Incidence of respiratory viruses in patients with community-acquired pneumonia admitted to the intensive care unit: results from the Severe Influenza Pneumonia Surveillance (SIPS) project

  • T. Wiemken
  • P. Peyrani
  • K. Bryant
  • R. R. Kelley
  • J. Summersgill
  • F. Arnold
  • R. Carrico
  • W. P. McKinney
  • C. Jonsson
  • K. Carrico
  • J. Ramirez


Few patients with community-acquired pneumonia (CAP) require admission to the intensive care unit (ICU-CAP). However, they represent the most severe form of the disease. An understanding of the etiologic agents of ICU-CAP may lead to better treatment decisions and patient outcomes. The objective of this study was to determine the incidence of respiratory viruses in patients with ICU-CAP. This was an observational study conducted in six Kentucky hospitals from December 2008 through October 2011. A case of ICU-CAP was defined as a patient admitted to an ICU with the diagnosis of CAP. The Luminex xTAG multiplex polymerase chain reaction (PCR) assay was used for viral identification. A total of 468 adult and pediatric patients with ICU-CAP were enrolled in the study. A total of 92 adult patients (23 %) and 14 pediatric patients (19 %) had a respiratory virus identified. Influenza was the most common virus identified in adults and the second most common in pediatric patients. This study suggests that respiratory viruses may be common etiologic agents of pneumonia in patients with ICU-CAP. The Centers for Disease Control and Prevention (CDC) recommend empiric anti-influenza therapy during the winter for hospitalized patients with CAP. This study supports this recommendation in patients with ICU-CAP.


Influenza Influenza Virus Etiologic Agent Multiplex Polymerase Chain Reaction Respiratory Virus 
These keywords were added by machine and not by the authors. This process is experimental and the keywords may be updated as the learning algorithm improves.



This work was supported by a grant from the U.S. Department of Homeland Security, Science and Technology Directorate, through a technology development and deployment program managed by the National Institute for Hometown Security. The funding source did not have a role in the study design, analysis, or manuscript writing/revision.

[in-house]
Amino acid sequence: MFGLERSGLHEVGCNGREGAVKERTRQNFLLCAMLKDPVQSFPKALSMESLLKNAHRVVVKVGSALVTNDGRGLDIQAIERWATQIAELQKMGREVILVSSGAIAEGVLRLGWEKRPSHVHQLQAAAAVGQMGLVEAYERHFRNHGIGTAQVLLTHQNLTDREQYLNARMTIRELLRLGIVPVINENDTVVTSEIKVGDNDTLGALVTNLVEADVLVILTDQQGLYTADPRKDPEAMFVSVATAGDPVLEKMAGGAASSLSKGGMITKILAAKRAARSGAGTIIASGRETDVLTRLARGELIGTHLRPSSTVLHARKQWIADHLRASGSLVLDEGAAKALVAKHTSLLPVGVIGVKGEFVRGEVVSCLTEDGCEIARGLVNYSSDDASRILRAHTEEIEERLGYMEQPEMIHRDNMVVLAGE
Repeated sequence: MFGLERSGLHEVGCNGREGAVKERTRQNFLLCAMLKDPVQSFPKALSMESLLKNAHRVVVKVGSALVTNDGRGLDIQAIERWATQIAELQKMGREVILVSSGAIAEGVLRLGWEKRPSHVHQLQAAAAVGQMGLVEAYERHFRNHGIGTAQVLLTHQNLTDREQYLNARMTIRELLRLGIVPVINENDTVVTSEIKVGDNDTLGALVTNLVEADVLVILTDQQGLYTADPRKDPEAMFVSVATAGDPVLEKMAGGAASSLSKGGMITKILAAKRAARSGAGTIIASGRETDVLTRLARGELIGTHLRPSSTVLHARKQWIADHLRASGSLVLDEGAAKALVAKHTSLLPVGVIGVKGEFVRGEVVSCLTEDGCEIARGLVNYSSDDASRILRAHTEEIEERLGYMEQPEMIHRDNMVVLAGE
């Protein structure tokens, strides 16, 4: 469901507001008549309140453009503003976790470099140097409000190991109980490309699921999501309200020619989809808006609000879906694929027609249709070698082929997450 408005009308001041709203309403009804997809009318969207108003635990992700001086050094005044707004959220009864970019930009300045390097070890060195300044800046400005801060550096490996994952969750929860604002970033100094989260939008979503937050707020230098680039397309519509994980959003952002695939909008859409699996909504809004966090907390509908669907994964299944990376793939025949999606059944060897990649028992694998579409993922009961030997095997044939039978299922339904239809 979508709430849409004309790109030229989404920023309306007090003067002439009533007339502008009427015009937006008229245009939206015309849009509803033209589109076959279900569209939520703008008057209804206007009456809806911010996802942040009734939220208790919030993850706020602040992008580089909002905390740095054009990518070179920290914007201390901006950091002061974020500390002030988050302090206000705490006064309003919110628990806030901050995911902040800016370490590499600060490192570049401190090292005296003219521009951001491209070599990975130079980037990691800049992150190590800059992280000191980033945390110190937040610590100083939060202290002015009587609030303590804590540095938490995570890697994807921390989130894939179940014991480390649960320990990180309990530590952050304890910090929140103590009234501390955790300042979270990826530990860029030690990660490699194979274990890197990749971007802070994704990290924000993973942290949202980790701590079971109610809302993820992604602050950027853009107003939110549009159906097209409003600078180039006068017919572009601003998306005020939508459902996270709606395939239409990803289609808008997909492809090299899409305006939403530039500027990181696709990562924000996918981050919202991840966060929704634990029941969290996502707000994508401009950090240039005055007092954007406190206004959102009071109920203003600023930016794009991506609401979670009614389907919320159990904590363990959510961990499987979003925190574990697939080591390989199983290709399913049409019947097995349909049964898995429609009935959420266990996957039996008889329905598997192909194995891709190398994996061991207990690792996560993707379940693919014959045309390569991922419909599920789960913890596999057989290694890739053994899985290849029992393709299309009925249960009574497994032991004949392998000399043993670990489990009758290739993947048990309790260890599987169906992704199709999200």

The authors would like to thank Cassandra J. Wiemken, Esq. for her editorial assistance.

The authors would like to thank the following SIPS participants for their hard work and dedication: from Spring View Hospital, Lebanon, Kentucky: Kathleen Ferriell, Kim Whisman, and Jennifer Simms; from Trover Regional Medical Center, Madisonville, Kentucky: Tammy Merrill, Amber Mitchell, and Sheryl Stockton; from Highlands Regional Medical Center, Prestonsburg, Kentucky: Norcie Blackburn and Rich Pinson.

Conflict of interest

None of the authors have any conflicts of interest to report with respect to this manuscript.


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Copyright information

© Springer-Verlag Berlin Heidelberg 2012

Authors and Affiliations

  • T. Wiemken
    • 1
    • 6
  • P. Peyrani
    • 1
  • K. Bryant
    • 2
  • R. R. Kelley
    • 1
  • J. Summersgill
    • 1
  • F. Arnold
    • 1
  • R. Carrico
    • 1
  • W. P. McKinney
    • 3
    • 4
  • C. Jonsson
    • 5
  • K. Carrico
    • 1
  • J. Ramirez
    • 1
  1. 1.Division of Infectious DiseasesUniversity of LouisvilleLouisvilleUSA
  2. 2.Division of Pediatric Infectious DiseasesKosair Children’s HospitalLouisvilleUSA
  3. 3.Department of Health Promotion and Behavioral Sciences, School of Public Health and Information SciencesUniversity of LouisvilleLouisvilleUSA
  4. 4.Center for Health Hazards Preparedness, School of Public Health and Information SciencesUniversity of LouisvilleLouisvilleUSA
  5. 5.Center for Predictive Medicine, Department of Microbiology and ImmunologyUniversity of LouisvilleLouisvilleUSA
  6. 6.Division of Infectious Diseases, Clinical and Translational Research Support CenterUniversity of LouisvilleLouisvilleUSA

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